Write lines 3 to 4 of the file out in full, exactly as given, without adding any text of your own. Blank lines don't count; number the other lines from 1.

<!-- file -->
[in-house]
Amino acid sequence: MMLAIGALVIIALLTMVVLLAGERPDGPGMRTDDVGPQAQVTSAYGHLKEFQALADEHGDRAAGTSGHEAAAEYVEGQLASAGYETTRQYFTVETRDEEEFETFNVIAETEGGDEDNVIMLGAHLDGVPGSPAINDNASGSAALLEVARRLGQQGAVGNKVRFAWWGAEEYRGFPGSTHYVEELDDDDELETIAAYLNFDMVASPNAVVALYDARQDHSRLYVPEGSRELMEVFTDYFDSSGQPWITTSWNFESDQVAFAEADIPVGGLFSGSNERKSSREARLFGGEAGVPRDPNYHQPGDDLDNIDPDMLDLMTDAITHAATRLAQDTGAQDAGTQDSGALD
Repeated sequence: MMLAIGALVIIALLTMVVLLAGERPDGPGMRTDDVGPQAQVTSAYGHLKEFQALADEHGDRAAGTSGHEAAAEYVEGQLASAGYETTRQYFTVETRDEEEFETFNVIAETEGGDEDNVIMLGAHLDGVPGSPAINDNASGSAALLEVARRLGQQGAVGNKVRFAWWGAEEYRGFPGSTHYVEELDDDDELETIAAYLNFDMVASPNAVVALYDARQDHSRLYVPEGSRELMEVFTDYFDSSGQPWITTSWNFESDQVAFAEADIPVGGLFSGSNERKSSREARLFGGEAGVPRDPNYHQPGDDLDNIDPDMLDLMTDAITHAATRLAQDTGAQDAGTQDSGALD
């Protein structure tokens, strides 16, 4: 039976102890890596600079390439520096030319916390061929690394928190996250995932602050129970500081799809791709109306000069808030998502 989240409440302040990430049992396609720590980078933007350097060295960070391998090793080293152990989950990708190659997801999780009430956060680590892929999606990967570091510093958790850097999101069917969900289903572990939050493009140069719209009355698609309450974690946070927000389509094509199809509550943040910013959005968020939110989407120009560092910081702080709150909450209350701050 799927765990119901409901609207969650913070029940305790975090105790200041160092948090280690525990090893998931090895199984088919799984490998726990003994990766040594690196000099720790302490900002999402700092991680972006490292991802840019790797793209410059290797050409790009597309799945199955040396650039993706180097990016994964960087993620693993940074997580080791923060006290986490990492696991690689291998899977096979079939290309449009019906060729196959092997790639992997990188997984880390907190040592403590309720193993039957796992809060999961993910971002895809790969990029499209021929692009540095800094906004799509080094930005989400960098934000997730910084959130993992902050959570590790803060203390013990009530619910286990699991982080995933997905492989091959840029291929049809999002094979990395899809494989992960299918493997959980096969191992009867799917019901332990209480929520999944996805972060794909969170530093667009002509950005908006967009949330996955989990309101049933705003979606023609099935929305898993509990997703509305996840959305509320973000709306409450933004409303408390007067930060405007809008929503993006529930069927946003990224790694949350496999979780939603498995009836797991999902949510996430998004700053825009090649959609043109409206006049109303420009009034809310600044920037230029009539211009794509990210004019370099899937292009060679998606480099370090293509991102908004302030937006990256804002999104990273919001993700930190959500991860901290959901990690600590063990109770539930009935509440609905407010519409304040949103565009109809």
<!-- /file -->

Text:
Repeated sequence: MMLAIGALVIIALLTMVVLLAGERPDGPGMRTDDVGPQAQVTSAYGHLKEFQALADEHGDRAAGTSGHEAAAEYVEGQLASAGYETTRQYFTVETRDEEEFETFNVIAETEGGDEDNVIMLGAHLDGVPGSPAINDNASGSAALLEVARRLGQQGAVGNKVRFAWWGAEEYRGFPGSTHYVEELDDDDELETIAAYLNFDMVASPNAVVALYDARQDHSRLYVPEGSRELMEVFTDYFDSSGQPWITTSWNFESDQVAFAEADIPVGGLFSGSNERKSSREARLFGGEAGVPRDPNYHQPGDDLDNIDPDMLDLMTDAITHAATRLAQDTGAQDAGTQDSGALD
């Protein structure tokens, strides 16, 4: 039976102890890596600079390439520096030319916390061929690394928190996250995932602050129970500081799809791709109306000069808030998502 989240409440302040990430049992396609720590980078933007350097060295960070391998090793080293152990989950990708190659997801999780009430956060680590892929999606990967570091510093958790850097999101069917969900289903572990939050493009140069719209009355698609309450974690946070927000389509094509199809509550943040910013959005968020939110989407120009560092910081702080709150909450209350701050 799927765990119901409901609207969650913070029940305790975090105790200041160092948090280690525990090893998931090895199984088919799984490998726990003994990766040594690196000099720790302490900002999402700092991680972006490292991802840019790797793209410059290797050409790009597309799945199955040396650039993706180097990016994964960087993620693993940074997580080791923060006290986490990492696991690689291998899977096979079939290309449009019906060729196959092997790639992997990188997984880390907190040592403590309720193993039957796992809060999961993910971002895809790969990029499209021929692009540095800094906004799509080094930005989400960098934000997730910084959130993992902050959570590790803060203390013990009530619910286990699991982080995933997905492989091959840029291929049809999002094979990395899809494989992960299918493997959980096969191992009867799917019901332990209480929520999944996805972060794909969170530093667009002509950005908006967009949330996955989990309101049933705003979606023609099935929305898993509990997703509305996840959305509320973000709306409450933004409303408390007067930060405007809008929503993006529930069927946003990224790694949350496999979780939603498995009836797991999902949510996430998004700053825009090649959609043109409206006049109303420009009034809310600044920037230029009539211009794509990210004019370099899937292009060679998606480099370090293509991102908004302030937006990256804002999104990273919001993700930190959500991860901290959901990690600590063990109770539930009935509440609905407010519409304040949103565009109809």